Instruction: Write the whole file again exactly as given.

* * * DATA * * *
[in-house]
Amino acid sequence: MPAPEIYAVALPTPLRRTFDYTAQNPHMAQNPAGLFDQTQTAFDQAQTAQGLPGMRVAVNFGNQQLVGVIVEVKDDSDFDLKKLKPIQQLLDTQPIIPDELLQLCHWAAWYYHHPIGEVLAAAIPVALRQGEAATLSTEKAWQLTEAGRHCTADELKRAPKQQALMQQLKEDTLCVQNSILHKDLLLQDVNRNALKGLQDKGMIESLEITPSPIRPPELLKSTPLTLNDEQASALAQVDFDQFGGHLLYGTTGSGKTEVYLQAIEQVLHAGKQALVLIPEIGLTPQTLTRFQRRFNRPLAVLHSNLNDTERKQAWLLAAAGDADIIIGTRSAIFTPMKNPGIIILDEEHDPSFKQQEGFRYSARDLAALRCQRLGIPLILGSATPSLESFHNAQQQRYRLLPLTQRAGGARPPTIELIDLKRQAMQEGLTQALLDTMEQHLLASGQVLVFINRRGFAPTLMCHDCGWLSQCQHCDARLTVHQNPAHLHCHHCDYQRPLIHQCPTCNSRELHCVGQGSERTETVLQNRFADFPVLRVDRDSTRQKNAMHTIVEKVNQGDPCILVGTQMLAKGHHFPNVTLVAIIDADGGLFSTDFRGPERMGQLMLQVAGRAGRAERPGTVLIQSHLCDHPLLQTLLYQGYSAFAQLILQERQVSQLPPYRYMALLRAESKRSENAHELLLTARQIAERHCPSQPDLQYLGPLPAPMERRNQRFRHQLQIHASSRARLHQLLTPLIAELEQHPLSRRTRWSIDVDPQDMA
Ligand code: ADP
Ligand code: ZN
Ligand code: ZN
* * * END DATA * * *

[in-house]
Amino acid sequence: MPAPEIYAVALPTPLRRTFDYTAQNPHMAQNPAGLFDQTQTAFDQAQTAQGLPGMRVAVNFGNQQLVGVIVEVKDDSDFDLKKLKPIQQLLDTQPIIPDELLQLCHWAAWYYHHPIGEVLAAAIPVALRQGEAATLSTEKAWQLTEAGRHCTADELKRAPKQQALMQQLKEDTLCVQNSILHKDLLLQDVNRNALKGLQDKGMIESLEITPSPIRPPELLKSTPLTLNDEQASALAQVDFDQFGGHLLYGTTGSGKTEVYLQAIEQVLHAGKQALVLIPEIGLTPQTLTRFQRRFNRPLAVLHSNLNDTERKQAWLLAAAGDADIIIGTRSAIFTPMKNPGIIILDEEHDPSFKQQEGFRYSARDLAALRCQRLGIPLILGSATPSLESFHNAQQQRYRLLPLTQRAGGARPPTIELIDLKRQAMQEGLTQALLDTMEQHLLASGQVLVFINRRGFAPTLMCHDCGWLSQCQHCDARLTVHQNPAHLHCHHCDYQRPLIHQCPTCNSRELHCVGQGSERTETVLQNRFADFPVLRVDRDSTRQKNAMHTIVEKVNQGDPCILVGTQMLAKGHHFPNVTLVAIIDADGGLFSTDFRGPERMGQLMLQVAGRAGRAERPGTVLIQSHLCDHPLLQTLLYQGYSAFAQLILQERQVSQLPPYRYMALLRAESKRSENAHELLLTARQIAERHCPSQPDLQYLGPLPAPMERRNQRFRHQLQIHASSRARLHQLLTPLIAELEQHPLSRRTRWSIDVDPQDMA
Ligand code: ADP
Ligand code: ZN
Ligand code: ZN